Rainer Maria Rilke says that “if your daily life seems poor, do not blame it; blame yourself, tell yourself that you are not poet enough to call forth its riches.”

Patti, to my mind, and especially with this book out in the world, is poet enough.

My Picks

Babel by R.F. Kuang

Reviewed by David

Kuang’s book centers around the intersecting forces of colonialism, academia, and the magical properties of silver in 1830s England. the British Empire is on the rise because it hoards silver bars to harness their ability to bring forth the true nature of a concept as described by two words engraved in the bar itself in different languages.

Engraving a match-pair in a silver bar unlocks the inherent and inarticulable properties of the concept the two words are meant to describe – that which is invariably lost in translation. This is the magic of the silver, but it only happens when the words are properly matched, and this is work that only skilled interpreters can do. Babel’s cohort of protagonists, talented students that Oxford University conscripted from other countries around the world who study at the Royal Institute of Translation, are the keys to the silver bars working and thus the competitive advantage of the Empire.

The students are surrounded by the trappings of the elite, and as some of the few translators of the more “exotic” languages, they are prized and protected… and at the same time never fully accepted by the place that is now their home. Cracks in the façade begin to reveal themselves as they figure out that what undergirds the high ideals of Oxford University is not in fact the pursuit of knowledge or enlightenment.

It’s the colonial ambition of England.

This story propels the reader forward through time, across continents and ethical dilemmas, and into violence and tragedy. The way Kuang deploys language as a weapon is both allegorical and literal, carrying the characters through their own evolution and articulating the perspective of the colonized across cultures. But the characters themselves are what you care about in the end, as it should be with any good story.

My Picks

Aurora by Kim Stanley Robinson

Reviewed by Matthew

Finally, a new planet. But the ship that got us there took almost 200 years: so by now, the humans aboard are several generations removed from the ones who started the voyage. And in all that time, this ship has gained secrets & a story of its own.

This is not at all the novel it first seems like. Instead of making the reader starry-eyed with the wonders of space exploration, this is a cosmic-level story about home, and whether or not we as individuals, as communities, or as a species, should even try finding a home elsewhere.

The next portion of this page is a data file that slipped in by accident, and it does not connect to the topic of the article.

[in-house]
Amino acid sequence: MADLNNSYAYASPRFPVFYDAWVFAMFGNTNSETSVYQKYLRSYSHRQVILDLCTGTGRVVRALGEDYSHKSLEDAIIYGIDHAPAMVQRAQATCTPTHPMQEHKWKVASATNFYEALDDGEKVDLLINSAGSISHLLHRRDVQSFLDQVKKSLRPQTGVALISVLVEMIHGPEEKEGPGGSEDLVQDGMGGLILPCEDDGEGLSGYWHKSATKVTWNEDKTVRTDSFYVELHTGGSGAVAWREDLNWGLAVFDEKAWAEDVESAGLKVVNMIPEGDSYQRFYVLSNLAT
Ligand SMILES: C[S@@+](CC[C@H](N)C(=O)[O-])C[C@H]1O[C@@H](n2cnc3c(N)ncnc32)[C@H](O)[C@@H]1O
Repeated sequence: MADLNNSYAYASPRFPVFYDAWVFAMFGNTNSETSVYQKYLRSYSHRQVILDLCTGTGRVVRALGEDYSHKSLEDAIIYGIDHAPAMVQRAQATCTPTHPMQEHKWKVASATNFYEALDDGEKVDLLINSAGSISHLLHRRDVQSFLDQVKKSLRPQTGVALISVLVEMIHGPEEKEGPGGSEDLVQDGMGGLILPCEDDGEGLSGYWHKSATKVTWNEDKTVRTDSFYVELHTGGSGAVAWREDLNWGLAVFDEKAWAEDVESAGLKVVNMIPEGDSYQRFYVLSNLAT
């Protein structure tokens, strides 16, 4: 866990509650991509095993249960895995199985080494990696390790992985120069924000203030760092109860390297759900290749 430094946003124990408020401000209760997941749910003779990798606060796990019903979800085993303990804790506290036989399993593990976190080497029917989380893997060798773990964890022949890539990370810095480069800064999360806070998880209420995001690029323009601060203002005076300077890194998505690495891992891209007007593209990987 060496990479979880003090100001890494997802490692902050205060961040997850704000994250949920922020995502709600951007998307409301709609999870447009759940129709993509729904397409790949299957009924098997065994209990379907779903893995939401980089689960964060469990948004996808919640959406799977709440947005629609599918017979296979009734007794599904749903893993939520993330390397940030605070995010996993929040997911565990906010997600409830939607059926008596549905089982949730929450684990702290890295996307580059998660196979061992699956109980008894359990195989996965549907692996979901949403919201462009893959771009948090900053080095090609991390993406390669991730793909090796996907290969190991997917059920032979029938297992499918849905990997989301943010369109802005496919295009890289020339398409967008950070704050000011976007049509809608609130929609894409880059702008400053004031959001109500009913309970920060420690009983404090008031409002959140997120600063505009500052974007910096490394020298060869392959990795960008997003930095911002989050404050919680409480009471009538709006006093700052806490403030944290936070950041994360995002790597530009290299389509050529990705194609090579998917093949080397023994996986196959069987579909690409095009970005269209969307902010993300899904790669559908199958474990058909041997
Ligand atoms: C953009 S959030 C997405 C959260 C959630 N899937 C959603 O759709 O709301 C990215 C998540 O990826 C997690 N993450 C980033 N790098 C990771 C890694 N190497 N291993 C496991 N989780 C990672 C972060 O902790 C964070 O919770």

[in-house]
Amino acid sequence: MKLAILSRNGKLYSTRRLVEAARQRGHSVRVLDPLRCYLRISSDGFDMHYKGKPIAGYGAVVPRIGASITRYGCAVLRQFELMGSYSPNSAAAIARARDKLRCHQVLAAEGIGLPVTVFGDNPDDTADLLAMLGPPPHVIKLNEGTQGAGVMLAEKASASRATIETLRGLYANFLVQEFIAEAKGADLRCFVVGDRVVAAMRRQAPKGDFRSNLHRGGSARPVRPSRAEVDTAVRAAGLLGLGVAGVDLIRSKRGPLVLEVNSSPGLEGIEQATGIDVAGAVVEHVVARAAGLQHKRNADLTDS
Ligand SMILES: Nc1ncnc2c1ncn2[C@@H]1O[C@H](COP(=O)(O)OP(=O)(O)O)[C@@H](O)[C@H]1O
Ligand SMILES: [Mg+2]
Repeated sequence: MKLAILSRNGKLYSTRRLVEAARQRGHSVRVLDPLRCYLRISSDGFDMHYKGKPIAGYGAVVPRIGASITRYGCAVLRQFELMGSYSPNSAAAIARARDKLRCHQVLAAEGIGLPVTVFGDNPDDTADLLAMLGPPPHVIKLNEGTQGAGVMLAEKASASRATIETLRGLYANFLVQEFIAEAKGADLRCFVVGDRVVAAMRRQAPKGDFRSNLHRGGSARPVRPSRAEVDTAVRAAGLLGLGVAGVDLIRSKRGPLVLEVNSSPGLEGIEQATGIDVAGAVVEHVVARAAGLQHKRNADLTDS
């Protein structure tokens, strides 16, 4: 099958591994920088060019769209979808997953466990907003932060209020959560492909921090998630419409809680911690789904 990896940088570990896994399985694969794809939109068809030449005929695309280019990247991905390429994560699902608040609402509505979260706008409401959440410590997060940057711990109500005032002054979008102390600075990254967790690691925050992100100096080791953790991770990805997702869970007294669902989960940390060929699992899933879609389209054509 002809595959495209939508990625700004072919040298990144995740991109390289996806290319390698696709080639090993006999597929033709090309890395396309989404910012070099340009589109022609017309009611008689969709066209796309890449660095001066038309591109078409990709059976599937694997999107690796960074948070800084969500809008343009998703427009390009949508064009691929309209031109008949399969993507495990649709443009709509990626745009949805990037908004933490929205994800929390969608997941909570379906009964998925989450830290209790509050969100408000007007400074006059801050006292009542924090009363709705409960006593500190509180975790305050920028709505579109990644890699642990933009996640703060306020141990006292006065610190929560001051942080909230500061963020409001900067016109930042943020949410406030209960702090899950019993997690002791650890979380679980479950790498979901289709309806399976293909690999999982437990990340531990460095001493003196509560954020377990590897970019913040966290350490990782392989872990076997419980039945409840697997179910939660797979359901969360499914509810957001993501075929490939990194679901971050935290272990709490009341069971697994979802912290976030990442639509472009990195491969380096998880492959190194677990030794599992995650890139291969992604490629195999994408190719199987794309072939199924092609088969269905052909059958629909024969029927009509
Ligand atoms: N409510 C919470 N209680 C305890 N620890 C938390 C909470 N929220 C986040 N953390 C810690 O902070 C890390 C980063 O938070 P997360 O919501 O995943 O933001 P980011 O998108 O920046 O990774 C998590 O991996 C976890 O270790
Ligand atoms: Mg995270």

My Picks

The Lying Life of Adults by Elena Ferrante

Reviewed by Claret

This story follows one girl as she navigates the complicated world of adolescence, insecurity, and attraction. At the beginning of the book our main character, Giovanna, is young and naïve, her world consisting of her parents and their apartment in northern Naples. When Giovanna overhears her father bitterly comparing her to his estranged sister, her self-esteem plummets and she is sent spiraling, desperate to meet the mysterious aunt her parents so clearly despise. When Giovanna finally does meet her aunt, her world is flipped on its head as she begins to see the hypocrisy of adults, the lies they tell, and the consequences those lies have.

I found this story to be wonderfully written and extremely emotionally intuitive. At the same time I found Giovanna to be a frustrating, moody, and self-centered narrator, providing a realistic representation of the teenage mind. I would definitely recommend this book to anyone looking for a story about family conflict, coming of age, and girlhood as a whole.

I Who Have Never Known Men By Jacqueline Harpman

Reviewed by Collee

This 1995 novel, first published in French, is a rather austere account of a woman’s life. From her girlhood locked in a prison cell with 39 women (with no knowledge of the outside world), to her eventual nomadic existence in a barren land above the subterranean holding cell where the story begins, answers do not abound here. I found myself not caring about explanations, though. This tale is about the journey- how we negotiate relationships in a community and how we live honestly. I loved the quietness of tone here and the mysteries that one is left to ponder on one’s own. Another speculative, dystopian novel that I’m glad didn’t get lost to the ages.